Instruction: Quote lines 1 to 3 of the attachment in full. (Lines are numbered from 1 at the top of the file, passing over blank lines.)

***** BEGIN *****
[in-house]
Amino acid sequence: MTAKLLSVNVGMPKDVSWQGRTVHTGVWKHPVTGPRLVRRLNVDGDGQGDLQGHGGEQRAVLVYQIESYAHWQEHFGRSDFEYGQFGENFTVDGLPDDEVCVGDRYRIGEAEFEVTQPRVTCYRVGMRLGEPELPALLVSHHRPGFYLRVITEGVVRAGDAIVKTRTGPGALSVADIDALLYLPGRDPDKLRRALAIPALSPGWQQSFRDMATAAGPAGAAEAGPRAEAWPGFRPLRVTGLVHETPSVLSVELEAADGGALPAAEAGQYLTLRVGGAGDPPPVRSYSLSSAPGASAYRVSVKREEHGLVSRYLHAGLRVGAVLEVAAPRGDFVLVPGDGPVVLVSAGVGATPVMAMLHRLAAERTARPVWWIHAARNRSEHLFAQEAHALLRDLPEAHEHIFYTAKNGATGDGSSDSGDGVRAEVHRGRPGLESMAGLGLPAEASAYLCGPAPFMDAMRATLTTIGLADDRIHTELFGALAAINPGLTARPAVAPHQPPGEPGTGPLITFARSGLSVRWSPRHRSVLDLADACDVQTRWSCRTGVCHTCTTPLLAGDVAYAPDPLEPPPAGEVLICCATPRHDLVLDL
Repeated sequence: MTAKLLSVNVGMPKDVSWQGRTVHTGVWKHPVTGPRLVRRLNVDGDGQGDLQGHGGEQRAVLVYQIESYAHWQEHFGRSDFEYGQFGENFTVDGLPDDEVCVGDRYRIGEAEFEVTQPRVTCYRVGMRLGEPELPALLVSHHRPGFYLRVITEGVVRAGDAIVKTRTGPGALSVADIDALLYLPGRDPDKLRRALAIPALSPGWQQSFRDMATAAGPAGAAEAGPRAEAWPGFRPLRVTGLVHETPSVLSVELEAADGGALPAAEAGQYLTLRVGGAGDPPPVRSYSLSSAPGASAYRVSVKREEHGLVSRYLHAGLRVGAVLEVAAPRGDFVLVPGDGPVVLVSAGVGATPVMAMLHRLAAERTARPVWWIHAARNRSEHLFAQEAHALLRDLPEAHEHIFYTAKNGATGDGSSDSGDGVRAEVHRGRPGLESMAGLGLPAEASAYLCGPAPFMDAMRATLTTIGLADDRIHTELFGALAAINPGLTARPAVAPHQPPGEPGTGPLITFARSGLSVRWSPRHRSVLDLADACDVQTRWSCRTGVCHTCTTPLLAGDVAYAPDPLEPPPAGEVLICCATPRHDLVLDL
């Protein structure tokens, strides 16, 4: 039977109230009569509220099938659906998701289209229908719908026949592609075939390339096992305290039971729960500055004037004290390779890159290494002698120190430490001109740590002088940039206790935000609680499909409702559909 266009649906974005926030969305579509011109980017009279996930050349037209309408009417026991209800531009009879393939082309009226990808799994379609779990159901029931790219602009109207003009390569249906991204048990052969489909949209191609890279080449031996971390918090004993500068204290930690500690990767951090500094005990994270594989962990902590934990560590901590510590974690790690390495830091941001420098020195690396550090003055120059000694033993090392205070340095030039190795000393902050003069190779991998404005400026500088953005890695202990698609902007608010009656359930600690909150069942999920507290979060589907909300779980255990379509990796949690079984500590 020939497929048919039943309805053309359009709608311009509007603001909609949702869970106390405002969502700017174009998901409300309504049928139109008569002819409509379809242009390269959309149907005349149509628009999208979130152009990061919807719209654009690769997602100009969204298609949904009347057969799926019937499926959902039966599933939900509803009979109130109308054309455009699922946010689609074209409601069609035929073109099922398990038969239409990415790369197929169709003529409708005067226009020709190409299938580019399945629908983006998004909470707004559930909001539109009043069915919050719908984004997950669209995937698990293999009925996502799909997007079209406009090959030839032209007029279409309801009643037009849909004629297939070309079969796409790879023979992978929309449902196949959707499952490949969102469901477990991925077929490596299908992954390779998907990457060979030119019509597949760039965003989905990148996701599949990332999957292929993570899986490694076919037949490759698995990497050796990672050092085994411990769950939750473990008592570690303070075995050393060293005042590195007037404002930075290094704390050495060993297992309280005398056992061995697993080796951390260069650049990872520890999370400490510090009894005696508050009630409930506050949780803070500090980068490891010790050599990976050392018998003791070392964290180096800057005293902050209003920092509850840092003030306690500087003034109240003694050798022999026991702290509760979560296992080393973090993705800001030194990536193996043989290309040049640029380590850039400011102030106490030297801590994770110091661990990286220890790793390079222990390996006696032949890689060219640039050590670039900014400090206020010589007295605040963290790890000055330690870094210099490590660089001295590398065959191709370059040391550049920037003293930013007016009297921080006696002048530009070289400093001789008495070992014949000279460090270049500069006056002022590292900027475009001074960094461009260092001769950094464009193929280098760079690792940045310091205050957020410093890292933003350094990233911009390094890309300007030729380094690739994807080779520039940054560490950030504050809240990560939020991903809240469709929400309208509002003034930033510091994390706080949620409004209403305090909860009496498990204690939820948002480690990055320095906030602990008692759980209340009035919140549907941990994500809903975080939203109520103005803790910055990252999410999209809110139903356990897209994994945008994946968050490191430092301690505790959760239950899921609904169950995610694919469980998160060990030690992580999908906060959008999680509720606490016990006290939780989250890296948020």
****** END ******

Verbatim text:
[in-house]
Amino acid sequence: MTAKLLSVNVGMPKDVSWQGRTVHTGVWKHPVTGPRLVRRLNVDGDGQGDLQGHGGEQRAVLVYQIESYAHWQEHFGRSDFEYGQFGENFTVDGLPDDEVCVGDRYRIGEAEFEVTQPRVTCYRVGMRLGEPELPALLVSHHRPGFYLRVITEGVVRAGDAIVKTRTGPGALSVADIDALLYLPGRDPDKLRRALAIPALSPGWQQSFRDMATAAGPAGAAEAGPRAEAWPGFRPLRVTGLVHETPSVLSVELEAADGGALPAAEAGQYLTLRVGGAGDPPPVRSYSLSSAPGASAYRVSVKREEHGLVSRYLHAGLRVGAVLEVAAPRGDFVLVPGDGPVVLVSAGVGATPVMAMLHRLAAERTARPVWWIHAARNRSEHLFAQEAHALLRDLPEAHEHIFYTAKNGATGDGSSDSGDGVRAEVHRGRPGLESMAGLGLPAEASAYLCGPAPFMDAMRATLTTIGLADDRIHTELFGALAAINPGLTARPAVAPHQPPGEPGTGPLITFARSGLSVRWSPRHRSVLDLADACDVQTRWSCRTGVCHTCTTPLLAGDVAYAPDPLEPPPAGEVLICCATPRHDLVLDL
Repeated sequence: MTAKLLSVNVGMPKDVSWQGRTVHTGVWKHPVTGPRLVRRLNVDGDGQGDLQGHGGEQRAVLVYQIESYAHWQEHFGRSDFEYGQFGENFTVDGLPDDEVCVGDRYRIGEAEFEVTQPRVTCYRVGMRLGEPELPALLVSHHRPGFYLRVITEGVVRAGDAIVKTRTGPGALSVADIDALLYLPGRDPDKLRRALAIPALSPGWQQSFRDMATAAGPAGAAEAGPRAEAWPGFRPLRVTGLVHETPSVLSVELEAADGGALPAAEAGQYLTLRVGGAGDPPPVRSYSLSSAPGASAYRVSVKREEHGLVSRYLHAGLRVGAVLEVAAPRGDFVLVPGDGPVVLVSAGVGATPVMAMLHRLAAERTARPVWWIHAARNRSEHLFAQEAHALLRDLPEAHEHIFYTAKNGATGDGSSDSGDGVRAEVHRGRPGLESMAGLGLPAEASAYLCGPAPFMDAMRATLTTIGLADDRIHTELFGALAAINPGLTARPAVAPHQPPGEPGTGPLITFARSGLSVRWSPRHRSVLDLADACDVQTRWSCRTGVCHTCTTPLLAGDVAYAPDPLEPPPAGEVLICCATPRHDLVLDL